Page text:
McCullough, ML, Zoltick, ES, Weinstein, SJ, Fedirko, V, Wang, M, Cook, NR, Eliassen, AH, Zeleniuch-Jacquotte, A, Agnoli, C, Albanes, D, Barnett, MJ, Buring, JE, Campbell, PT, Clendenen, TV, Freedman, ND, Gapstur, SM, Giovannucci, EL, Goodman, GG, Haiman, CA, Ho, GYF, Horst, RL, Hou, T, Huang, WY, Jenab, M, Jones, ME, Joshu, CE, Krogh, V, Lee, IM, Lee, JE, Männistö, S, Le Marchand, L, Mondul, AM, Neuhouser, ML, Platz, EA, Purdue, MP, Riboli, E, Robsahm, TE, Rohan, TE, Sasazuki, S, Schoemaker, MJ, Sieri, S, Stampfer, MJ, Swerdlow, AJ, Thomson, CA, Tretli, S, Tsugane, S, Ursin, G, Visvanathan, K, White, KK, Wu, K, Yaun, SS, Zhang, X, Willett, WC, Gail, MH, Ziegler, RG & Smith-Warner, SA 2019, 'Circulating Vitamin D and colorectal cancer risk: An international pooling project of 17 cohorts', Journal of the National Cancer Institute, vol. 111, no. 2, pp. 158-169. https://doi.org/10.1093/jnci/djy087
McCullough, Marjorie L. ; Zoltick, Emilie S. ; Weinstein, Stephanie J. ; Fedirko, Veronika ; Wang, Molin ; Cook, Nancy R. ; Eliassen, A. Heather ; Zeleniuch-Jacquotte, Anne ; Agnoli, Claudia ; Albanes, Demetrius ; Barnett, Matthew J. ; Buring, Julie E. ; Campbell, Peter T. ; Clendenen, Tess V. ; Freedman, Neal D. ; Gapstur, Susan M. ; Giovannucci, Edward L. ; Goodman, Gary G. ; Haiman, Christopher A. ; Ho, Gloria Y.F. ; Horst, Ronald L. ; Hou, Tao ; Huang, Wen Yi ; Jenab, Mazda ; Jones, Michael E. ; Joshu, Corinne E. ; Krogh, Vittorio ; Lee, I. Min ; Lee, Jung Eun ; Männistö, Satu ; Le Marchand, Loic ; Mondul, Alison M. ; Neuhouser, Marian L. ; Platz, Elizabeth A ; Purdue, Mark P. ; Riboli, Elio ; Robsahm, Trude Eid ; Rohan, Thomas E. ; Sasazuki, Shizuka ; Schoemaker, Minouk J. ; Sieri, Sabina ; Stampfer, Meir J. ; Swerdlow, Anthony J. ; Thomson, Cynthia A. ; Tretli, Steinar ; Tsugane, Schoichiro ; Ursin, Giske ; Visvanathan, Kala ; White, Kami K. ; Wu, Kana ; Yaun, Shiaw Shyuan ; Zhang, Xuehong ; Willett, Walter C. ; Gail, Mitchel H. ; Ziegler, Regina G. ; Smith-Warner, Stephanie A. / Circulating Vitamin D and colorectal cancer risk : An international pooling project of 17 cohorts. In: Journal of the National Cancer Institute. 2019 ; Vol. 111, No. 2. pp. 158-169.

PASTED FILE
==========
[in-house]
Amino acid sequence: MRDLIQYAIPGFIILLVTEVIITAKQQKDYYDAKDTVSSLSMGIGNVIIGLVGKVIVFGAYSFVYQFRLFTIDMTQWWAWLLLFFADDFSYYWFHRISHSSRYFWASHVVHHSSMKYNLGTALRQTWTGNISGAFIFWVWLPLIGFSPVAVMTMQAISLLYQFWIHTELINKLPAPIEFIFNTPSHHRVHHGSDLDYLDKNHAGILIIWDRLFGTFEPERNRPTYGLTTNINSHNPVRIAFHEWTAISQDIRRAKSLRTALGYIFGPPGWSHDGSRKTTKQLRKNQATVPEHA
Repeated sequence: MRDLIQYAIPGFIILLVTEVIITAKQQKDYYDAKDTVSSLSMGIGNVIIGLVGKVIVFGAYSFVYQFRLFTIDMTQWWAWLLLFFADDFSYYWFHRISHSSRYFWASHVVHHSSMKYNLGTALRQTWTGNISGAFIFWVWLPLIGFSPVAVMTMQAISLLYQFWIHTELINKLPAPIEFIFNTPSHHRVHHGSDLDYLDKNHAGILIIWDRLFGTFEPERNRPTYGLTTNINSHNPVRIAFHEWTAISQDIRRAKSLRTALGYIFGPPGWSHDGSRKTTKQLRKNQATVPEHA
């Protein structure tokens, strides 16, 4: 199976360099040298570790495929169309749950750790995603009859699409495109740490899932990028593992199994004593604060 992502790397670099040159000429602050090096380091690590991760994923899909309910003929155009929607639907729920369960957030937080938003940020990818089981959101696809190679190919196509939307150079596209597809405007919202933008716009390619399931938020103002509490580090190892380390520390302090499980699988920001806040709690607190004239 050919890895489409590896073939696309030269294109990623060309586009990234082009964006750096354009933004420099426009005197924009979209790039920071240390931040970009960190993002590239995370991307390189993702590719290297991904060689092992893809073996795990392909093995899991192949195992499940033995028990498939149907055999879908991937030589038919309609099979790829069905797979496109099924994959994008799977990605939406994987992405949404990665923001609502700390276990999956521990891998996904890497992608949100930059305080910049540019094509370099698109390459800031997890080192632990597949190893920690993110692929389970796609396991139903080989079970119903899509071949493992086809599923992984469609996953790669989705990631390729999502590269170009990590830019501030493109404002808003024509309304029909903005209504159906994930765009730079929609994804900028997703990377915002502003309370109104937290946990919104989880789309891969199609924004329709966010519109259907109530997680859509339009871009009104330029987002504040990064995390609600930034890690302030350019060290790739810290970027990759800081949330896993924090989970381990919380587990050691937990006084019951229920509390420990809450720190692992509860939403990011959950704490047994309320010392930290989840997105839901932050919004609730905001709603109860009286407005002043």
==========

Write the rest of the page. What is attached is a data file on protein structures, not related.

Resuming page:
@article{17975935edfc447d8f7b242835266376,